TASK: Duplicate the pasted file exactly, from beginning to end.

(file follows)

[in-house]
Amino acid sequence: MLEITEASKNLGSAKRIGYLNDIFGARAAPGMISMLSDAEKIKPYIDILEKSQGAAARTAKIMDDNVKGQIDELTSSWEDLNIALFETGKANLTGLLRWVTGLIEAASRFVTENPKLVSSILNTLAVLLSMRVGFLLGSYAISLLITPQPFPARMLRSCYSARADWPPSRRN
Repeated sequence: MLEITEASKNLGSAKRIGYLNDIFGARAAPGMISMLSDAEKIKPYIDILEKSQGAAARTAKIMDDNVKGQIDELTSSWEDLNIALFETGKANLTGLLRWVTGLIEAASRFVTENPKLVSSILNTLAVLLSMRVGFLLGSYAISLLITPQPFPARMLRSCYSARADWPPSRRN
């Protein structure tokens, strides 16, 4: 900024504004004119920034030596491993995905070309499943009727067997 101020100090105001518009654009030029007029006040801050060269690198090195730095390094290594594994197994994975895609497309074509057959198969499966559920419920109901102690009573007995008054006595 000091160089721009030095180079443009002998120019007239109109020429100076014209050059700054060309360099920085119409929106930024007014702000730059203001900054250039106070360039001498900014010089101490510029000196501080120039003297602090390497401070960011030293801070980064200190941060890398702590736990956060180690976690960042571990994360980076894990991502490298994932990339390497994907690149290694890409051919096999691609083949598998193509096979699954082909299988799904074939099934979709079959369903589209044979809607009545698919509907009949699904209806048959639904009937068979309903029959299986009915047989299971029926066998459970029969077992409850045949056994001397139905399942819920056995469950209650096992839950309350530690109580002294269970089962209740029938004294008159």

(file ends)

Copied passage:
[in-house]
Amino acid sequence: MLEITEASKNLGSAKRIGYLNDIFGARAAPGMISMLSDAEKIKPYIDILEKSQGAAARTAKIMDDNVKGQIDELTSSWEDLNIALFETGKANLTGLLRWVTGLIEAASRFVTENPKLVSSILNTLAVLLSMRVGFLLGSYAISLLITPQPFPARMLRSCYSARADWPPSRRN
Repeated sequence: MLEITEASKNLGSAKRIGYLNDIFGARAAPGMISMLSDAEKIKPYIDILEKSQGAAARTAKIMDDNVKGQIDELTSSWEDLNIALFETGKANLTGLLRWVTGLIEAASRFVTENPKLVSSILNTLAVLLSMRVGFLLGSYAISLLITPQPFPARMLRSCYSARADWPPSRRN
């Protein structure tokens, strides 16, 4: 900024504004004119920034030596491993995905070309499943009727067997 101020100090105001518009654009030029007029006040801050060269690198090195730095390094290594594994197994994975895609497309074509057959198969499966559920419920109901102690009573007995008054006595 000091160089721009030095180079443009002998120019007239109109020429100076014209050059700054060309360099920085119409929106930024007014702000730059203001900054250039106070360039001498900014010089101490510029000196501080120039003297602090390497401070960011030293801070980064200190941060890398702590736990956060180690976690960042571990994360980076894990991502490298994932990339390497994907690149290694890409051919096999691609083949598998193509096979699954082909299988799904074939099934979709079959369903589209044979809607009545698919509907009949699904209806048959639904009937068979309903029959299986009915047989299971029926066998459970029969077992409850045949056994001397139905399942819920056995469950209650096992839950309350530690109580002294269970089962209740029938004294008159």